Unfinished symphony finally gets first closure


Anton Bruckner’s (1824-96) final symphony will be performed in full for the first time ever by the Tokyo New City Orchestra, conducted by Akira Naito at the Tokyo Metropolitan Art Space in Ikebukuro on Sept. 28.

Symphony No. 9 in D minor by Bruckner, an Austrian composer active at the end of the Romantic era, remained unfinished at the time of his death. In the past, orchestras have performed only the first three movements, but the fourth movement was recently completed by American musicologist William Caragan who for several years studied the musical sketches left by Bruckner that he intended for the symphony.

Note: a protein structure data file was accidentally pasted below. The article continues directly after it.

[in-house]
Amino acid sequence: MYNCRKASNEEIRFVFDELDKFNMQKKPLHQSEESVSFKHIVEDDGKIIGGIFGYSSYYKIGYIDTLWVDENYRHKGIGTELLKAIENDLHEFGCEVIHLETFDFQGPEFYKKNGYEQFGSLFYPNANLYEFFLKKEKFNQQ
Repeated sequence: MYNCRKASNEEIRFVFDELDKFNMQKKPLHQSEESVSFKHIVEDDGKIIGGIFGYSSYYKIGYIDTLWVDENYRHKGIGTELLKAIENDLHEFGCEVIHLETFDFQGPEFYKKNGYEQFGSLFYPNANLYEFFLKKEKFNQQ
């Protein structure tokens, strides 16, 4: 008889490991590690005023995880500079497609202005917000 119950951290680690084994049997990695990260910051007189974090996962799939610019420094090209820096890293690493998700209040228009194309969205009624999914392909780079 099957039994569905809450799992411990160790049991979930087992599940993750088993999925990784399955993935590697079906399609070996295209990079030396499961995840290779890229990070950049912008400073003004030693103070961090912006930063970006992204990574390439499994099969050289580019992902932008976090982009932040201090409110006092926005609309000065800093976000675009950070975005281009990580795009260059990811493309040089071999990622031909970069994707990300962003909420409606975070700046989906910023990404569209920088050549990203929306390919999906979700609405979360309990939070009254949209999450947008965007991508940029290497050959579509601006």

Established in 1990, Tokyo New City Orchestra was given the nod of approval by the classical music establishment in Japan in May when it became a member of the Association of Japanese Symphony Orchestras. Under Naito’s direction, this active young orchestra performs almost 100 concerts a year, some in collaboration with opera and ballet companies. These concerts have sometimes featured challenging programs, including interpretations of Beethoven that are faithful in terms of tempo and instrumentation to the original.

The upcoming concert will also feature Prelude and “Death of Isolde’s Love” from Wagner’s opera, “Tristan and Isolde,” with soprano Ranko Kurano.

“Tokyo New City Orchestra’s 47th Concert” takes places at Tokyo Metropolitan Art Space Large Hall on Sept. 28, 7 p.m. Tickets are 3,000 yen, 4,500 yen and 6,000 yen (call [03] 5933-3222).